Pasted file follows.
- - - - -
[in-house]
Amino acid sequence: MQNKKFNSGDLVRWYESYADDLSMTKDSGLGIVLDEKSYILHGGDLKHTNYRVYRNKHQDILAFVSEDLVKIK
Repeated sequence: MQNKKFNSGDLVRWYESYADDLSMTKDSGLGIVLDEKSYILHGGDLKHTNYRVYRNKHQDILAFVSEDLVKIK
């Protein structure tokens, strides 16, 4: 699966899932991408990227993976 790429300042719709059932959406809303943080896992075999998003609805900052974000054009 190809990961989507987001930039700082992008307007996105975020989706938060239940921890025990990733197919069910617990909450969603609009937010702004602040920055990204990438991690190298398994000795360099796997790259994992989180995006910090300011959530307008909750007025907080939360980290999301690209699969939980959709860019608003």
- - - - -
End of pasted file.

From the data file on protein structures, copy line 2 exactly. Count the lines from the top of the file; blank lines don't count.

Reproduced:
Amino acid sequence: MQNKKFNSGDLVRWYESYADDLSMTKDSGLGIVLDEKSYILHGGDLKHTNYRVYRNKHQDILAFVSEDLVKIK